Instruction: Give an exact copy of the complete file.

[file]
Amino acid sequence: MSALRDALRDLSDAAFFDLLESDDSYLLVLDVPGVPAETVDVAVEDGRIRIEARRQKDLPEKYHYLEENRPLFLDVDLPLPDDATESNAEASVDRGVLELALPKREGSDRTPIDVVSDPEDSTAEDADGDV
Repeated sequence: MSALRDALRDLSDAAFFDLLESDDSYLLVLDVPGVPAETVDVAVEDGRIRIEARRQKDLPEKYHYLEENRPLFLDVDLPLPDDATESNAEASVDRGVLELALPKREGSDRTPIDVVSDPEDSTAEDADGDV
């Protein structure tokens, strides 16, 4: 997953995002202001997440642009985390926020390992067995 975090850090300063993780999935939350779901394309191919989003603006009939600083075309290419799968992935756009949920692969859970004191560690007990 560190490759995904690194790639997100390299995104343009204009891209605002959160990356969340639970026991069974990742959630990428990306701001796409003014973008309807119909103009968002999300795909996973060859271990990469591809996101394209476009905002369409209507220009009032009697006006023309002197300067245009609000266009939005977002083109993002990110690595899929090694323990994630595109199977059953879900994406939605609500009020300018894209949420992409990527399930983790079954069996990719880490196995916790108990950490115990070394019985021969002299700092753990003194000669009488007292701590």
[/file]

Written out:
Amino acid sequence: MSALRDALRDLSDAAFFDLLESDDSYLLVLDVPGVPAETVDVAVEDGRIRIEARRQKDLPEKYHYLEENRPLFLDVDLPLPDDATESNAEASVDRGVLELALPKREGSDRTPIDVVSDPEDSTAEDADGDV
Repeated sequence: MSALRDALRDLSDAAFFDLLESDDSYLLVLDVPGVPAETVDVAVEDGRIRIEARRQKDLPEKYHYLEENRPLFLDVDLPLPDDATESNAEASVDRGVLELALPKREGSDRTPIDVVSDPEDSTAEDADGDV
């Protein structure tokens, strides 16, 4: 997953995002202001997440642009985390926020390992067995 975090850090300063993780999935939350779901394309191919989003603006009939600083075309290419799968992935756009949920692969859970004191560690007990 560190490759995904690194790639997100390299995104343009204009891209605002959160990356969340639970026991069974990742959630990428990306701001796409003014973008309807119909103009968002999300795909996973060859271990990469591809996101394209476009905002369409209507220009009032009697006006023309002197300067245009609000266009939005977002083109993002990110690595899929090694323990994630595109199977059953879900994406939605609500009020300018894209949420992409990527399930983790079954069996990719880490196995916790108990950490115990070394019985021969002299700092753990003194000669009488007292701590």